Updated: May 24, 2022 5:18:20 pm
The World Health Organisation has recognised the country’s 10.4 lakh ASHA (Accredited Social Health Activist) workers as ‘Global Health Leaders’ for their efforts in connecting the community to the government’s health programmes.
While congratulatory messages have since poured in from the Prime Minister and the Health Minister among others, the women health volunteers continue to fight for higher remuneration, regular jobs, and even health benefits.
While intermittent protests have been going on in several states, thousands of ASHAs from across the country took to the streets in September last year to fight for their demands.
Who are ASHA workers?
ASHA workers are volunteers from within the community who are trained to provide information and aid people in accessing benefits of various healthcare schemes of the government.
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They act as a bridge connecting marginalised communities with facilities such as primary health centres, sub-centres and district hospitals.
The role of these community health volunteers under the National Rural Health Mission (NRHM) was first established in 2005.
ASHAs are primarily married, widowed, or divorced women between the ages of 25 and 45 years from within the community. They must have good communication and leadership skills; should be literate with formal education up to Class 8, as per the programme guidelines.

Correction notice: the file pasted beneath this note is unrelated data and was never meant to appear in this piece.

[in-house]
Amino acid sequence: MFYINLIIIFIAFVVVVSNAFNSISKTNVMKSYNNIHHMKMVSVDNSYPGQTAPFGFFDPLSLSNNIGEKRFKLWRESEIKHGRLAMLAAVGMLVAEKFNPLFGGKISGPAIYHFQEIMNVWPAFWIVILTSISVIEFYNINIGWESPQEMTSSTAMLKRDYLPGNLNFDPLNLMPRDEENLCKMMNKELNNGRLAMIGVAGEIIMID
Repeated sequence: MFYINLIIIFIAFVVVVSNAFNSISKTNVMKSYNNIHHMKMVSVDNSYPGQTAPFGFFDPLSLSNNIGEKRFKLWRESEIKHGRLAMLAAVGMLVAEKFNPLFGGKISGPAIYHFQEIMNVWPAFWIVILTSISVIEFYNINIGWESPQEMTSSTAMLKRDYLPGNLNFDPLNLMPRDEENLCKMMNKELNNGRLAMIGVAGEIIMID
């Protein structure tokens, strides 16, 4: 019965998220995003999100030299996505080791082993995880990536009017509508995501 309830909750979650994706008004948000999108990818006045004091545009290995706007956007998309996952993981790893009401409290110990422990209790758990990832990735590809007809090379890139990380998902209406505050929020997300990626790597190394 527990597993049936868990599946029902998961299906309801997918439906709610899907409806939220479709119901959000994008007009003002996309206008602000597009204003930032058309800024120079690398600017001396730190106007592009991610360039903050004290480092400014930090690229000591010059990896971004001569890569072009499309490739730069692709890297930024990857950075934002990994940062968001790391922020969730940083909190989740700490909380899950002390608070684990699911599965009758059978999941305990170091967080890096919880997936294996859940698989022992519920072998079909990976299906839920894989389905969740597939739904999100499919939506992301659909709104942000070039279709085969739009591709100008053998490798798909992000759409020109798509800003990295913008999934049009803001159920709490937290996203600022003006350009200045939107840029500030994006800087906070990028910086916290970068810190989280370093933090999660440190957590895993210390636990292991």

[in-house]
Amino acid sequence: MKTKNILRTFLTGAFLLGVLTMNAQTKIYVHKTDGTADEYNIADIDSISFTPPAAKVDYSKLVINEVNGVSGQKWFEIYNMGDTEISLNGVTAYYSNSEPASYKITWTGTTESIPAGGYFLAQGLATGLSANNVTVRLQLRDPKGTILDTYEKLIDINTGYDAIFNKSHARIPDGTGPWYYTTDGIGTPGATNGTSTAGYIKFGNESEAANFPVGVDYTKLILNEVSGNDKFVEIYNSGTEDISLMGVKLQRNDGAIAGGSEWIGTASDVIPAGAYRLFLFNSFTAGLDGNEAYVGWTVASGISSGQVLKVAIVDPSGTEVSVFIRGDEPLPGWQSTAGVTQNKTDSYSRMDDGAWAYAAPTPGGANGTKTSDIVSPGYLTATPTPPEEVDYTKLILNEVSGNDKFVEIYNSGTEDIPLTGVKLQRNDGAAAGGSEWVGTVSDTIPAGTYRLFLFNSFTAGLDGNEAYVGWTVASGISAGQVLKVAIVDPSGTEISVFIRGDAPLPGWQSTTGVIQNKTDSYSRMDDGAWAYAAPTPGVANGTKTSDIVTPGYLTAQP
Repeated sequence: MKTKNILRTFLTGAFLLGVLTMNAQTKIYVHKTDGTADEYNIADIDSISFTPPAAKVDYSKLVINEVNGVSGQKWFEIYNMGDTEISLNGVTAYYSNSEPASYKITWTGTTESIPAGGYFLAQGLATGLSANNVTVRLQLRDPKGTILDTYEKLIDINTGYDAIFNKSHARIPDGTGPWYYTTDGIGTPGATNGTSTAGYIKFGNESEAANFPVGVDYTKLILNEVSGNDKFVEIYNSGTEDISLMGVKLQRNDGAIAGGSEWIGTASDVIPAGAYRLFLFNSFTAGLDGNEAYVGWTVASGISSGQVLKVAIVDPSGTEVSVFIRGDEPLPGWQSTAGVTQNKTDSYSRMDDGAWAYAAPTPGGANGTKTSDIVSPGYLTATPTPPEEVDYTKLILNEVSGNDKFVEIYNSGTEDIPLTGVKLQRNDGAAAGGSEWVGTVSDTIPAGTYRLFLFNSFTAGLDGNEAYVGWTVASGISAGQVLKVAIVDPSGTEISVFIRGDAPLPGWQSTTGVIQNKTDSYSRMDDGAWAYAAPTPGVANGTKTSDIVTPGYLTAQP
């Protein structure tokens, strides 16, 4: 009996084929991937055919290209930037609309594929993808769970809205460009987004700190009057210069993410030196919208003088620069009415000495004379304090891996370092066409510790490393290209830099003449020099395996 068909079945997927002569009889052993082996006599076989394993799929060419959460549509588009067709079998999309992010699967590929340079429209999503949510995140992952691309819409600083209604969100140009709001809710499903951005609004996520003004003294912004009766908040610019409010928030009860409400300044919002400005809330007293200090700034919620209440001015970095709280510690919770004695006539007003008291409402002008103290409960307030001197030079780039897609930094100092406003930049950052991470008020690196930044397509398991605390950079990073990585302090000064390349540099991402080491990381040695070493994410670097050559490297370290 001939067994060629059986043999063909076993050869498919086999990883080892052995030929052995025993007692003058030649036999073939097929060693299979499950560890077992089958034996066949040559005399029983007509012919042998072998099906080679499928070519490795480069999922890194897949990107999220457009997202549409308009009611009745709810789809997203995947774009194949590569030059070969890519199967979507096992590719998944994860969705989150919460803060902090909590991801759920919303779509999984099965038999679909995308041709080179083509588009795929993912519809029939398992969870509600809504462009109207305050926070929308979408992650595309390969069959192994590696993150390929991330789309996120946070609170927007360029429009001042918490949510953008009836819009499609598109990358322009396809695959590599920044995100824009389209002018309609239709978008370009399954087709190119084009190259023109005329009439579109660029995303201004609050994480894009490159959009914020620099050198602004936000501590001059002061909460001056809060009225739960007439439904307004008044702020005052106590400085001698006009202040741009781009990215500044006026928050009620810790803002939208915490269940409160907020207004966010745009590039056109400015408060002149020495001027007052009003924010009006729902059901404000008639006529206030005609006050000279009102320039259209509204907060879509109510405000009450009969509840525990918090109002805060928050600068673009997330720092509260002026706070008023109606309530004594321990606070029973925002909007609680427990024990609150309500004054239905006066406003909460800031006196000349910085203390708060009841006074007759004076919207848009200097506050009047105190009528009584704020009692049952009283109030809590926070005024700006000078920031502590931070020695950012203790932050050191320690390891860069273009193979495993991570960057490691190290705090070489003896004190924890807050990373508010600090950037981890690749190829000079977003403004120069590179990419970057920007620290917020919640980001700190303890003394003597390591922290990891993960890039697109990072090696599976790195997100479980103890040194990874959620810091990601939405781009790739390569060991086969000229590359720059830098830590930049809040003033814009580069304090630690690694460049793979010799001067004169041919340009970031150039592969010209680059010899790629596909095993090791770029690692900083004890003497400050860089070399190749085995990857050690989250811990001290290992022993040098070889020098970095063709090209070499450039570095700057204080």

How many ASHAs are there across the country?
The aim is to have one ASHA for every 1,000 persons or per habitation in hilly, tribal or other sparsely populated areas.
There are around 10.4 lakh ASHA workers across the country, with the largest workforces in states with high populations – Uttar Pradesh (1.63 lakh), Bihar (89,437), and Madhya Pradesh (77,531). Goa is the only state with no such workers, as per the latest National Health Mission data available from September 2019.
What do ASHA workers do?
They go door-to-door in their designated areas creating awareness about basic nutrition, hygiene practices, and the health services available. They focus primarily on ensuring that women undergo ante-natal check-up, maintain nutrition during pregnancy, deliver at a healthcare facility, and provide post-birth training on breast-feeding and complementary nutrition of children. They also counsel women about contraceptives and sexually transmitted infections.
ASHA workers are also tasked with ensuring and motivating children to get immunised. Other than mother and child care, ASHA workers also provide medicines daily to TB patients under directly observed treatment of the national programme. They are also tasked with screening for infections like malaria during the season. They also provide basic medicines and therapies to people under their jurisdiction such as oral rehydration solution, chloroquine for malaria, iron folic acid tablets to prevent anaemia, and contraceptive pills.
“Now, we also get people tested and get their reports for non-communicable diseases. On top of that ASHA workers were given so much work during the pandemic. We are no longer volunteers,” said Ismat Arra Khatun, an ASHA worker from West Bengal and general secretary of the Scheme Workers Federation of India that led the national protest.